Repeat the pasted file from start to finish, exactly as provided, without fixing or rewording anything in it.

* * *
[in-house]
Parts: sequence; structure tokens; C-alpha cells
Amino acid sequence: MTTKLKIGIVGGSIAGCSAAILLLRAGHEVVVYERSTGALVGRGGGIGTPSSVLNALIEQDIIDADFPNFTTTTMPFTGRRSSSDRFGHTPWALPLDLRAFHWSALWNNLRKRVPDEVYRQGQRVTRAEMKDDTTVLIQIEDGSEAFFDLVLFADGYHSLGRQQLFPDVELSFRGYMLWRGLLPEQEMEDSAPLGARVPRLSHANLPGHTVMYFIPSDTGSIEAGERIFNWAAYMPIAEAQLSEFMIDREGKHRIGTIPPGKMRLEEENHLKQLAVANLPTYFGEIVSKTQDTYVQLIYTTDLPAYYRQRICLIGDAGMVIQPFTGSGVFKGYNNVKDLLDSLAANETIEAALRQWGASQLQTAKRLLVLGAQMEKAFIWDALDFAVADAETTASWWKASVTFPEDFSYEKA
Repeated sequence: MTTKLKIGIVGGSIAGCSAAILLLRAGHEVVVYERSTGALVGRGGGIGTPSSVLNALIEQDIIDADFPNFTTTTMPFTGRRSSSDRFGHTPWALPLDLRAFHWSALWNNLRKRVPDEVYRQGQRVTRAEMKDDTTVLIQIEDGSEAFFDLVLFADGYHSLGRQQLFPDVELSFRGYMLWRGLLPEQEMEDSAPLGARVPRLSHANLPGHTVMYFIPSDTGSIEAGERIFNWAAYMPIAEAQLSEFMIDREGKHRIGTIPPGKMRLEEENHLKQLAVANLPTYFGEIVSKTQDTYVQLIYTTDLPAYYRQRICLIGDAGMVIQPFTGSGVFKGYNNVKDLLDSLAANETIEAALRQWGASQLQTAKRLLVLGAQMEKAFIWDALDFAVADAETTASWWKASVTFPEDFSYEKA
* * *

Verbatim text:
[in-house]
Parts: sequence; structure tokens; C-alpha cells
Amino acid sequence: MTTKLKIGIVGGSIAGCSAAILLLRAGHEVVVYERSTGALVGRGGGIGTPSSVLNALIEQDIIDADFPNFTTTTMPFTGRRSSSDRFGHTPWALPLDLRAFHWSALWNNLRKRVPDEVYRQGQRVTRAEMKDDTTVLIQIEDGSEAFFDLVLFADGYHSLGRQQLFPDVELSFRGYMLWRGLLPEQEMEDSAPLGARVPRLSHANLPGHTVMYFIPSDTGSIEAGERIFNWAAYMPIAEAQLSEFMIDREGKHRIGTIPPGKMRLEEENHLKQLAVANLPTYFGEIVSKTQDTYVQLIYTTDLPAYYRQRICLIGDAGMVIQPFTGSGVFKGYNNVKDLLDSLAANETIEAALRQWGASQLQTAKRLLVLGAQMEKAFIWDALDFAVADAETTASWWKASVTFPEDFSYEKA
Repeated sequence: MTTKLKIGIVGGSIAGCSAAILLLRAGHEVVVYERSTGALVGRGGGIGTPSSVLNALIEQDIIDADFPNFTTTTMPFTGRRSSSDRFGHTPWALPLDLRAFHWSALWNNLRKRVPDEVYRQGQRVTRAEMKDDTTVLIQIEDGSEAFFDLVLFADGYHSLGRQQLFPDVELSFRGYMLWRGLLPEQEMEDSAPLGARVPRLSHANLPGHTVMYFIPSDTGSIEAGERIFNWAAYMPIAEAQLSEFMIDREGKHRIGTIPPGKMRLEEENHLKQLAVANLPTYFGEIVSKTQDTYVQLIYTTDLPAYYRQRICLIGDAGMVIQPFTGSGVFKGYNNVKDLLDSLAANETIEAALRQWGASQLQTAKRLLVLGAQMEKAFIWDALDFAVADAETTASWWKASVTFPEDFSYEKA